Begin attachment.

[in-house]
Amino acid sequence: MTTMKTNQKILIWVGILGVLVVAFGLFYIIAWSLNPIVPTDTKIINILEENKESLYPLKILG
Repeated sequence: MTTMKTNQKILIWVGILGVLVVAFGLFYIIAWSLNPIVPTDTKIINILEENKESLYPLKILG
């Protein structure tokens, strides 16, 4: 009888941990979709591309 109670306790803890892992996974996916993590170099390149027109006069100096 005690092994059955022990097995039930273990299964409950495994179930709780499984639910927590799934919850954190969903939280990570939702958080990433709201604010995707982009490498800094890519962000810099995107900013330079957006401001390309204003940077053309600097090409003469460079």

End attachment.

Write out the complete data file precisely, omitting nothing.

[in-house]
Amino acid sequence: MTTMKTNQKILIWVGILGVLVVAFGLFYIIAWSLNPIVPTDTKIINILEENKESLYPLKILG
Repeated sequence: MTTMKTNQKILIWVGILGVLVVAFGLFYIIAWSLNPIVPTDTKIINILEENKESLYPLKILG
């Protein structure tokens, strides 16, 4: 009888941990979709591309 109670306790803890892992996974996916993590170099390149027109006069100096 005690092994059955022990097995039930273990299964409950495994179930709780499984639910927590799934919850954190969903939280990570939702958080990433709201604010995707982009490498800094890519962000810099995107900013330079957006401001390309204003940077053309600097090409003469460079």